Reps. Schakowsky and DeLauro joined MSF, AARP and others at a press briefing on IP and Access to Medicines. Rep. Schakowsky told the press that “What is clear is that it is U.S. negotiators who are pushing to tilt the balance between intellectual property rights and public health even more toward the brand-name drug companies.”
This post presents data comparing branded antiretroviral medicine prices in countries which have entered into free trade agreements with the U.S. containing TRIPS-Plus intellectual property obligations, to the prices for the same drugs in other countries. According to publicly available data from the World Health Organization’s Global Price Reporting Mechanism (GPRM), prices of branded antiretrovirals negotiated by large institutional purchasers (like UNITAID and the Clinton Foundation) were more than twice as high between 2004 and 2014 when the sale took place in countries with U.S. FTAs. If one controls for per capita income, inclusion in international HIV/AIDS treatment guidelines, and the year of purchase, the average difference between the negotiated price of branded drugs in countries with and without FTAs in force is 57%. The price differences vary greatly by drug.
[Electronic Information for Libraries, Link, (CC-BY)] Once again, the European Union (EU) has blocked progress at the World Intellectual Property Organization’s (WIPO) Standing Committee on Copyright & Related Rights (SCCR) that met in Geneva from 29 June-3 July 2015. And this time, the EU is more isolated.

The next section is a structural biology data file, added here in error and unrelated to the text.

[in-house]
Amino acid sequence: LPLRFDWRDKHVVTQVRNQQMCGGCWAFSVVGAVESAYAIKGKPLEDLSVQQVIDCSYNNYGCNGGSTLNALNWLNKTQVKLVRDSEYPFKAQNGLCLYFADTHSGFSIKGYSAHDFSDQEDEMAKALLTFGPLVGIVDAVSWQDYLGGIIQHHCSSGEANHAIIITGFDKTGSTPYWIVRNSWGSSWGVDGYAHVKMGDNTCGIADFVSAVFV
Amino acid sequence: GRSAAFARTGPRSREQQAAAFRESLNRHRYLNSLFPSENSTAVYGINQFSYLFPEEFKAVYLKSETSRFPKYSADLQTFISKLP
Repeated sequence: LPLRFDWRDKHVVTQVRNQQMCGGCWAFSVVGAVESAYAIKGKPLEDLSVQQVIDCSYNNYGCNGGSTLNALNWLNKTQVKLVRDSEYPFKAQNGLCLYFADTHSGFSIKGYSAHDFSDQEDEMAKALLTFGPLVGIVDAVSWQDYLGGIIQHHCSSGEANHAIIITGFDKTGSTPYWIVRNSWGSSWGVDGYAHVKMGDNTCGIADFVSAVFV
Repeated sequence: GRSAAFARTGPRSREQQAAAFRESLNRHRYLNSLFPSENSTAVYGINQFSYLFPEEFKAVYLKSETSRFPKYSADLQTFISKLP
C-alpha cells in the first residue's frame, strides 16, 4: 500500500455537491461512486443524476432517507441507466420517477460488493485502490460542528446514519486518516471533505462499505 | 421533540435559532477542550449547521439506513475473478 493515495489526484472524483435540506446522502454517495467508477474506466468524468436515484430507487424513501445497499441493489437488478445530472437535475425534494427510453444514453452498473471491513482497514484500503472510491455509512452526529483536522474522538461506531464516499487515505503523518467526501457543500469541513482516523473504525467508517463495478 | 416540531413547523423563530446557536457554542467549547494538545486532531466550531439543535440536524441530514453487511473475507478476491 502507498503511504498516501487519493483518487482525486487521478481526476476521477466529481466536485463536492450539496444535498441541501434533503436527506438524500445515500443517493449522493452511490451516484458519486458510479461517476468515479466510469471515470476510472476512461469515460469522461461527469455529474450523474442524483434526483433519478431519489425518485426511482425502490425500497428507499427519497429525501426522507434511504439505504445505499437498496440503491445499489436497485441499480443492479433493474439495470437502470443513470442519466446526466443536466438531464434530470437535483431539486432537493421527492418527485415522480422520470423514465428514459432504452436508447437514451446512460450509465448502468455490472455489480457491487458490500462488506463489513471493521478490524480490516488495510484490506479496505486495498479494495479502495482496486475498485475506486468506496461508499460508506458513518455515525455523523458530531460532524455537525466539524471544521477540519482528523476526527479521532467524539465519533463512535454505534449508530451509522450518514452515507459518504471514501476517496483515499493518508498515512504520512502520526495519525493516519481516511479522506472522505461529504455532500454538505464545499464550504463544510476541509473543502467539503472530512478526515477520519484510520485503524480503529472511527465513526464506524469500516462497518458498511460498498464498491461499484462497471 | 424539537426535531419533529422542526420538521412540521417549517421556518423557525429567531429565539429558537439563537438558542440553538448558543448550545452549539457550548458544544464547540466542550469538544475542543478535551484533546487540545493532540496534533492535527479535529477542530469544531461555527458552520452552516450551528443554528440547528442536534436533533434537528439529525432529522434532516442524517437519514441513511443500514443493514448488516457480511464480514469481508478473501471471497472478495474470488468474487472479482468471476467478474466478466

The Committee is discussing copyright laws that would aid libraries and archives in fulfilling their missions in a global, digital environment. EIFL (Electronic Information for Libraries) and representatives of international library and archive organizations, observed the European Union refuse to engage in meaningful discussions that would enable an effective global information infrastructure for access to knowledge.
Inside U.S. Trade reports that Trade Ministers have scheduled Trans Pacific Partnership Ministerial for the end of July in Hawaii. Chief negotiators will meet prior to the Ministerial to try to iron out remaining areas of disagreement.
Jiji press reports that there are six unresolved areas where “negotiations are not proceeding smoothly.” Data exclusivity for biologics is one such area. The story quotes a Japanese negotiator saying “Unless Washington shortens the requested protection period, there is little chance of an agreement.”
Earlier this month, Senator Jeff Sessions wrote President Obama to ask him to make a section of the Trans Pacific Partnership public – the section that creates a “new transnational governance structure known as the Trans Pacific Partnership Commission” which would “have the authority to amend the agreement after its adoption, to add new members, and to issue regulations impacting labor, immigration, environmental and commercial policy.”
The senator was frustrated by the secrecy surrounding the text. To read it, he had to visit the secret reading room in the basement of the Capitol Visitors center where legislators can read the text, while being watched by security guards. He is unable to discuss anything he has read with advisers, staffers, or the people he represents.
Though the recently scheduled Ministerial meeting was postponed – reflecting other countries’ frustration with the United States’ inability to win Congressional passage of Fast Track trade negotiating authority – the intellectual property negotiators have been attempting to finalize as much text as possible.
The Japan Times reports that the intellectual property chapter appears “likely to be the last hurdle to concluding the talks.” Remaining issues that are under debate include copyright term, geographical indications, and data exclusivity (a time period during which generic firms cannot win approval of their products based on clinical data previously disclosed by branded firms).